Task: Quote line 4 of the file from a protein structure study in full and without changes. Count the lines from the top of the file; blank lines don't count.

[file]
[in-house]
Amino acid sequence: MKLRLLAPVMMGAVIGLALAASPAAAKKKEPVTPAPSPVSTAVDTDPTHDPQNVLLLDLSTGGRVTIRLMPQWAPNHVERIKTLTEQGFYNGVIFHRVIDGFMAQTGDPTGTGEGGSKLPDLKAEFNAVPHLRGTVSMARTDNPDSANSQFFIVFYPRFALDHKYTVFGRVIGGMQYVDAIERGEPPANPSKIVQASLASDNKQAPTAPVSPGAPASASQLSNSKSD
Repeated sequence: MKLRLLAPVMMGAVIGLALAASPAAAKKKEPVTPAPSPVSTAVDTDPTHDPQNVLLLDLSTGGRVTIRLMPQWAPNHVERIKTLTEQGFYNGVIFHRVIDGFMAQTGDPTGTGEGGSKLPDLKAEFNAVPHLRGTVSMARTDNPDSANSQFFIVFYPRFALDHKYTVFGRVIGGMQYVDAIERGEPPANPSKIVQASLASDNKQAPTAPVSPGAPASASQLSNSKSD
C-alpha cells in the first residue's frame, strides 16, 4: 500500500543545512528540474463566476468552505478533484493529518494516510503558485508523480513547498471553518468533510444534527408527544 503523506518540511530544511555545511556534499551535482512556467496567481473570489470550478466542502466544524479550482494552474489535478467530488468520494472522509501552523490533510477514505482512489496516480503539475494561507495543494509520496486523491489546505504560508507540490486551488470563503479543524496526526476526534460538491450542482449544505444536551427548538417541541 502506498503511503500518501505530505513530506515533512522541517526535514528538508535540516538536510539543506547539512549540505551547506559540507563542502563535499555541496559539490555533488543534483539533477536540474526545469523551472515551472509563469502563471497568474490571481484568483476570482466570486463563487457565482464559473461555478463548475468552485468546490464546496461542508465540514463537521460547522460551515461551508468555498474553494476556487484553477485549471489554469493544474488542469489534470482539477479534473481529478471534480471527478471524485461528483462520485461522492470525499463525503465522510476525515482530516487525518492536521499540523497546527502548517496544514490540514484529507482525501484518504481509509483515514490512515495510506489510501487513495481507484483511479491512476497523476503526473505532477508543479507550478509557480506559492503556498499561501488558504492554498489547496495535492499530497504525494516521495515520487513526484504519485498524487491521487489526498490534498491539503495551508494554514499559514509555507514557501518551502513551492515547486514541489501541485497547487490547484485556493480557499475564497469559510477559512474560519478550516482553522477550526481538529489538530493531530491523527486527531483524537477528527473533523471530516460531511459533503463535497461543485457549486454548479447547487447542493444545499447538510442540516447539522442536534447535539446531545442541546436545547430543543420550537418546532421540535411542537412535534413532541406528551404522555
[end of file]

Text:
C-alpha cells in the first residue's frame, strides 16, 4: 500500500543545512528540474463566476468552505478533484493529518494516510503558485508523480513547498471553518468533510444534527408527544 503523506518540511530544511555545511556534499551535482512556467496567481473570489470550478466542502466544524479550482494552474489535478467530488468520494472522509501552523490533510477514505482512489496516480503539475494561507495543494509520496486523491489546505504560508507540490486551488470563503479543524496526526476526534460538491450542482449544505444536551427548538417541541 502506498503511503500518501505530505513530506515533512522541517526535514528538508535540516538536510539543506547539512549540505551547506559540507563542502563535499555541496559539490555533488543534483539533477536540474526545469523551472515551472509563469502563471497568474490571481484568483476570482466570486463563487457565482464559473461555478463548475468552485468546490464546496461542508465540514463537521460547522460551515461551508468555498474553494476556487484553477485549471489554469493544474488542469489534470482539477479534473481529478471534480471527478471524485461528483462520485461522492470525499463525503465522510476525515482530516487525518492536521499540523497546527502548517496544514490540514484529507482525501484518504481509509483515514490512515495510506489510501487513495481507484483511479491512476497523476503526473505532477508543479507550478509557480506559492503556498499561501488558504492554498489547496495535492499530497504525494516521495515520487513526484504519485498524487491521487489526498490534498491539503495551508494554514499559514509555507514557501518551502513551492515547486514541489501541485497547487490547484485556493480557499475564497469559510477559512474560519478550516482553522477550526481538529489538530493531530491523527486527531483524537477528527473533523471530516460531511459533503463535497461543485457549486454548479447547487447542493444545499447538510442540516447539522442536534447535539446531545442541546436545547430543543420550537418546532421540535411542537412535534413532541406528551404522555